Mayo: "I did some quick research myself, and the material [I've quoted from the Sunshine Law] may prove informative. As a reporter, what I'm asking for is that the ICA honor the spirit of the Sunshine Law.
Now, let's check Post-Gazette reporter Rich Lord's story on this morning's meeting, "City, oversight board near agreement on debt payments":
"The city of Pittsburgh and its state-picked fiscal overseers are close to finishing an agreement on paying off future municipal debt, officials from the Intergovernmental Cooperation Authority said at a hastily called meeting today."
So, as it turned out, this was a newsworthy meeting and not simply "clean up". Continuing from the PG:
"Councilman Patrick Dowd, who has asked repeatedly for the terms of the agreement, attended the meeting and wasn't satisfied with the level of detail provided. He said there was no guarantee that setting aside $45.3 million now would shave $51 million off of future city debt payments, as called for in the city's five-year plan."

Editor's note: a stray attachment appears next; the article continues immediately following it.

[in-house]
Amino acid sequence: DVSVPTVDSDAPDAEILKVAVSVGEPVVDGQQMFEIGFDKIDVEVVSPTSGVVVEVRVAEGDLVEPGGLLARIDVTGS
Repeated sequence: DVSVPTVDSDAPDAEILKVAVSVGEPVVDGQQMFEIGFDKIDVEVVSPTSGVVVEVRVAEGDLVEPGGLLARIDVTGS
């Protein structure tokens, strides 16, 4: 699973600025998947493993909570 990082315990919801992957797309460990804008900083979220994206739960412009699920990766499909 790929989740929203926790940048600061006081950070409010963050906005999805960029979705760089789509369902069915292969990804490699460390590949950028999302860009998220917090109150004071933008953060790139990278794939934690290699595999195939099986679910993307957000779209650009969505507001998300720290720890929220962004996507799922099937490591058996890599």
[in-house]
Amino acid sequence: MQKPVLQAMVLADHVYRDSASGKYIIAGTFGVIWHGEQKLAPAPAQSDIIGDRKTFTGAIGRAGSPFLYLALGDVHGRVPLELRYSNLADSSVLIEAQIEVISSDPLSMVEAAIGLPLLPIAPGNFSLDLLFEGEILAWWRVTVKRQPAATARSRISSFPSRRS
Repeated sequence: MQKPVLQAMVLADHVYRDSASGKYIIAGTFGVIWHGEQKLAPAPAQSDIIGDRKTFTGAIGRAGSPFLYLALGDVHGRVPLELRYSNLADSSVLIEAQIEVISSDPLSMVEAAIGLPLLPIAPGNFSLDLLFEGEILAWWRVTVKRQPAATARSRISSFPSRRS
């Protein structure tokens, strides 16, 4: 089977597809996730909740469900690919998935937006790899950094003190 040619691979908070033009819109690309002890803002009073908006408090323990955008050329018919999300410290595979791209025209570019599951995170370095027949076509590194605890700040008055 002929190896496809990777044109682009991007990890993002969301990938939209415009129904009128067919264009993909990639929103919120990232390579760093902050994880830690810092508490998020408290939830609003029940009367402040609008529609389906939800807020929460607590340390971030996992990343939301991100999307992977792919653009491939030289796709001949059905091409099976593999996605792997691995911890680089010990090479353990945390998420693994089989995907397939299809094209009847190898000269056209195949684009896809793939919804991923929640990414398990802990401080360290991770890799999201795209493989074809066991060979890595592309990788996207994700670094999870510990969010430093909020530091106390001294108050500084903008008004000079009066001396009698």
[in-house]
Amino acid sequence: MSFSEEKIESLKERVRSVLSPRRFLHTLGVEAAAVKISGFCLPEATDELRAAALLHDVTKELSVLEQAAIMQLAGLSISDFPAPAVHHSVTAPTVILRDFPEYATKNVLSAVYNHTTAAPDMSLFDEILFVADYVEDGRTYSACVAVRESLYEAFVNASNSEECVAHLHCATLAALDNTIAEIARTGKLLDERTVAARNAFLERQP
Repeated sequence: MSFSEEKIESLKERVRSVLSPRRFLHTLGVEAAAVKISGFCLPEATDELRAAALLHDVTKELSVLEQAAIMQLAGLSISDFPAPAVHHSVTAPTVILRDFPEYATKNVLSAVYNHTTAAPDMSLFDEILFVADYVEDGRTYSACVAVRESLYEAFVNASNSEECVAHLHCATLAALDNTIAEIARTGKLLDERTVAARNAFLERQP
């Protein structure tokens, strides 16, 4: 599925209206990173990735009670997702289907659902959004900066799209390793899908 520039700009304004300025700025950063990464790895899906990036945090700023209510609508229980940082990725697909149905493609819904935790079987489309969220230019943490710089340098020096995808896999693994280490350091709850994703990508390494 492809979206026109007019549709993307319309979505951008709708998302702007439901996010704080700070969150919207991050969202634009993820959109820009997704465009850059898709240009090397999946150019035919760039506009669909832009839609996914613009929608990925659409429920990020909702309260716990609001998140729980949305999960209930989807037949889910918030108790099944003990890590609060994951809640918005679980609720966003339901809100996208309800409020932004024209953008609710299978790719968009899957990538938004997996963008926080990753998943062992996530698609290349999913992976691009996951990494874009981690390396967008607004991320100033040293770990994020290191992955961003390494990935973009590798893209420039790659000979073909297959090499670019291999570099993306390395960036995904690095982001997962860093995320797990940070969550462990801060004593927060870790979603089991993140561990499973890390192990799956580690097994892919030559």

Perhaps if the ICA had not treated the "mostly administrative" meeting as "an emergency", members of the general public and representatives of city retirees and employees would have attended to offer public comment as well.
In a followup e-mail exchange, Oversight Board Chair McNees responded to my request that the ICA honor the spirit of the Sunshine Law:
McNees: "I agree. Reed Smith was supposed to have posted in normal manner. Unfortunatley [An attorney for the ICA] had a sudden death in the family and notice dropped through the cracks. We needed to get year end meeting in and most people not available next week."
Mayo: "I'm sorry to hear about [the attorney's] loss. My concern reflects the cumulative conduct of the ICA on Sunshine matters over the course of three years, however, and not simply the current instance."
From: Mahone, Glenn R.
Sent: Tuesday, December 23, 2008 3:33 PM
Subject: RE: ICA EMERGENCY MEETING
Please pardon my delay in getting back to you with answers to your inquiry.